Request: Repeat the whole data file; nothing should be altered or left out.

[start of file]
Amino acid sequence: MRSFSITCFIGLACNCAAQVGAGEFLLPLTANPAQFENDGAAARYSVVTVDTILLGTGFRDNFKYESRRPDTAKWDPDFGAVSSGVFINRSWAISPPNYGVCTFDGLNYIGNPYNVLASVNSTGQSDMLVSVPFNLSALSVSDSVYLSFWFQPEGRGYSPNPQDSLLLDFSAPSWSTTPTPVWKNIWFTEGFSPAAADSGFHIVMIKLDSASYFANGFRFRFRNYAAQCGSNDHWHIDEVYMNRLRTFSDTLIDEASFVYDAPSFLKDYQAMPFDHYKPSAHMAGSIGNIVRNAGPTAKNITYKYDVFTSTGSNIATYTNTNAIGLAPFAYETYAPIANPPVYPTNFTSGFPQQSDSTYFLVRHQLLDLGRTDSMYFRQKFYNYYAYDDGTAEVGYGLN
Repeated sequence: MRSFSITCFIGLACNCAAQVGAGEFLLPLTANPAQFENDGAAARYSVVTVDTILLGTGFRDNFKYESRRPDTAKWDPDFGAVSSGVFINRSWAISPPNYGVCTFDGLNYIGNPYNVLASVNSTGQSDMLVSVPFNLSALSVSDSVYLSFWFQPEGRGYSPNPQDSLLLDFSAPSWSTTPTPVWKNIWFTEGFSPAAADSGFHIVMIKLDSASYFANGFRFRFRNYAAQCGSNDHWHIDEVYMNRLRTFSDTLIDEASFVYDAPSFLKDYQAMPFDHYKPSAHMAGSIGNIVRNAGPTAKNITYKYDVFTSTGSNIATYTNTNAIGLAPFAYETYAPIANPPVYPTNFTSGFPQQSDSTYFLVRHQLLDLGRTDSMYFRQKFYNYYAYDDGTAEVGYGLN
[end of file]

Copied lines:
Amino acid sequence: MRSFSITCFIGLACNCAAQVGAGEFLLPLTANPAQFENDGAAARYSVVTVDTILLGTGFRDNFKYESRRPDTAKWDPDFGAVSSGVFINRSWAISPPNYGVCTFDGLNYIGNPYNVLASVNSTGQSDMLVSVPFNLSALSVSDSVYLSFWFQPEGRGYSPNPQDSLLLDFSAPSWSTTPTPVWKNIWFTEGFSPAAADSGFHIVMIKLDSASYFANGFRFRFRNYAAQCGSNDHWHIDEVYMNRLRTFSDTLIDEASFVYDAPSFLKDYQAMPFDHYKPSAHMAGSIGNIVRNAGPTAKNITYKYDVFTSTGSNIATYTNTNAIGLAPFAYETYAPIANPPVYPTNFTSGFPQQSDSTYFLVRHQLLDLGRTDSMYFRQKFYNYYAYDDGTAEVGYGLN
Repeated sequence: MRSFSITCFIGLACNCAAQVGAGEFLLPLTANPAQFENDGAAARYSVVTVDTILLGTGFRDNFKYESRRPDTAKWDPDFGAVSSGVFINRSWAISPPNYGVCTFDGLNYIGNPYNVLASVNSTGQSDMLVSVPFNLSALSVSDSVYLSFWFQPEGRGYSPNPQDSLLLDFSAPSWSTTPTPVWKNIWFTEGFSPAAADSGFHIVMIKLDSASYFANGFRFRFRNYAAQCGSNDHWHIDEVYMNRLRTFSDTLIDEASFVYDAPSFLKDYQAMPFDHYKPSAHMAGSIGNIVRNAGPTAKNITYKYDVFTSTGSNIATYTNTNAIGLAPFAYETYAPIANPPVYPTNFTSGFPQQSDSTYFLVRHQLLDLGRTDSMYFRQKFYNYYAYDDGTAEVGYGLN